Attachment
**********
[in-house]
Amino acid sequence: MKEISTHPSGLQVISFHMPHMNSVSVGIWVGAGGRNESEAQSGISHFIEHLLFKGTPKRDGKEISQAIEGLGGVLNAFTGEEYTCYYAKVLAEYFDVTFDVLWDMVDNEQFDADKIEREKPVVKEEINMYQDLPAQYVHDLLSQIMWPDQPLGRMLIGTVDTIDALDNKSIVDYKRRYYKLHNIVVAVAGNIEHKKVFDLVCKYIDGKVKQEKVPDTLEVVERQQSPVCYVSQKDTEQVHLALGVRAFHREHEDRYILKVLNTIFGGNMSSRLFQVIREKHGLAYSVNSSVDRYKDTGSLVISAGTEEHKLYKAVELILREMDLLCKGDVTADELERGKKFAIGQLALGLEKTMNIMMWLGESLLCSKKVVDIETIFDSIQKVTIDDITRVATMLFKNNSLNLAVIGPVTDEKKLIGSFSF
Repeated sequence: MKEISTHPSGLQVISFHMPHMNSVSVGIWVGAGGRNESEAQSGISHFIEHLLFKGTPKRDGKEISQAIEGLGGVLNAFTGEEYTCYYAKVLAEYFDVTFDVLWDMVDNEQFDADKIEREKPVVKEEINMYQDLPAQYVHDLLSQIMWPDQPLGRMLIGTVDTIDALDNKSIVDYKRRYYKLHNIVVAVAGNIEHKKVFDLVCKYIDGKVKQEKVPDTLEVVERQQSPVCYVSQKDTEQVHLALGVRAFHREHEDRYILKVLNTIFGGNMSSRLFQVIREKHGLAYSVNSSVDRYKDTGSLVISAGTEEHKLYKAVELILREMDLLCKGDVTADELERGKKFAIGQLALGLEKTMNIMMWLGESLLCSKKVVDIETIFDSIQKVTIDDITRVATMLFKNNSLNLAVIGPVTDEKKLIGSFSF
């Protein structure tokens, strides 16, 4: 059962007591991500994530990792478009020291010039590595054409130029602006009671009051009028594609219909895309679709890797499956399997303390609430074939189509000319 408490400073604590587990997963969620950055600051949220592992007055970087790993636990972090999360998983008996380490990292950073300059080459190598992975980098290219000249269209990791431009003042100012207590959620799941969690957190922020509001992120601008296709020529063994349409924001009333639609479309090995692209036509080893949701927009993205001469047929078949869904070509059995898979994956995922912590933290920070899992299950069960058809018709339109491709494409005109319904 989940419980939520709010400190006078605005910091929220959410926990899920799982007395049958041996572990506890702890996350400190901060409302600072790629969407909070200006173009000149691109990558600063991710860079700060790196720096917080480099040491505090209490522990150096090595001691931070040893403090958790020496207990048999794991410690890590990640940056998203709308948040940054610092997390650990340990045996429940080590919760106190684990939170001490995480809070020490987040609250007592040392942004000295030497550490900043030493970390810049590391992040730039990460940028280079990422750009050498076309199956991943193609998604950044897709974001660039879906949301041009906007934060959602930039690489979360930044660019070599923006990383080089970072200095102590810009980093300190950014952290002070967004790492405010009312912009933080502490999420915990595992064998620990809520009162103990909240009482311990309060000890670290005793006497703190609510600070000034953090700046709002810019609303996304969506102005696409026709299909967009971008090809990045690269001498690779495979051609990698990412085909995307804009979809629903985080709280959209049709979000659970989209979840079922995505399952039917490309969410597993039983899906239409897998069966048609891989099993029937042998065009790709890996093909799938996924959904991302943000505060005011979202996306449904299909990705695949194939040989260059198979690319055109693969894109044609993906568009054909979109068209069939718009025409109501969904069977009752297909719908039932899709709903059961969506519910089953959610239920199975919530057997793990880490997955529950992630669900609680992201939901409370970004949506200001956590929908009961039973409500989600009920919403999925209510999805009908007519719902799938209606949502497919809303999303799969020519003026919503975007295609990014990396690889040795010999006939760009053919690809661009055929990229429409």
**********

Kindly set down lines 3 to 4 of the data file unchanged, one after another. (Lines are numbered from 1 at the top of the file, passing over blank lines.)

Repeated sequence: MKEISTHPSGLQVISFHMPHMNSVSVGIWVGAGGRNESEAQSGISHFIEHLLFKGTPKRDGKEISQAIEGLGGVLNAFTGEEYTCYYAKVLAEYFDVTFDVLWDMVDNEQFDADKIEREKPVVKEEINMYQDLPAQYVHDLLSQIMWPDQPLGRMLIGTVDTIDALDNKSIVDYKRRYYKLHNIVVAVAGNIEHKKVFDLVCKYIDGKVKQEKVPDTLEVVERQQSPVCYVSQKDTEQVHLALGVRAFHREHEDRYILKVLNTIFGGNMSSRLFQVIREKHGLAYSVNSSVDRYKDTGSLVISAGTEEHKLYKAVELILREMDLLCKGDVTADELERGKKFAIGQLALGLEKTMNIMMWLGESLLCSKKVVDIETIFDSIQKVTIDDITRVATMLFKNNSLNLAVIGPVTDEKKLIGSFSF
């Protein structure tokens, strides 16, 4: 059962007591991500994530990792478009020291010039590595054409130029602006009671009051009028594609219909895309679709890797499956399997303390609430074939189509000319 408490400073604590587990997963969620950055600051949220592992007055970087790993636990972090999360998983008996380490990292950073300059080459190598992975980098290219000249269209990791431009003042100012207590959620799941969690957190922020509001992120601008296709020529063994349409924001009333639609479309090995692209036509080893949701927009993205001469047929078949869904070509059995898979994956995922912590933290920070899992299950069960058809018709339109491709494409005109319904 989940419980939520709010400190006078605005910091929220959410926990899920799982007395049958041996572990506890702890996350400190901060409302600072790629969407909070200006173009000149691109990558600063991710860079700060790196720096917080480099040491505090209490522990150096090595001691931070040893403090958790020496207990048999794991410690890590990640940056998203709308948040940054610092997390650990340990045996429940080590919760106190684990939170001490995480809070020490987040609250007592040392942004000295030497550490900043030493970390810049590391992040730039990460940028280079990422750009050498076309199956991943193609998604950044897709974001660039879906949301041009906007934060959602930039690489979360930044660019070599923006990383080089970072200095102590810009980093300190950014952290002070967004790492405010009312912009933080502490999420915990595992064998620990809520009162103990909240009482311990309060000890670290005793006497703190609510600070000034953090700046709002810019609303996304969506102005696409026709299909967009971008090809990045690269001498690779495979051609990698990412085909995307804009979809629903985080709280959209049709979000659970989209979840079922995505399952039917490309969410597993039983899906239409897998069966048609891989099993029937042998065009790709890996093909799938996924959904991302943000505060005011979202996306449904299909990705695949194939040989260059198979690319055109693969894109044609993906568009054909979109068209069939718009025409109501969904069977009752297909719908039932899709709903059961969506519910089953959610239920199975919530057997793990880490997955529950992630669900609680992201939901409370970004949506200001956590929908009961039973409500989600009920919403999925209510999805009908007519719902799938209606949502497919809303999303799969020519003026919503975007295609990014990396690889040795010999006939760009053919690809661009055929990229429409």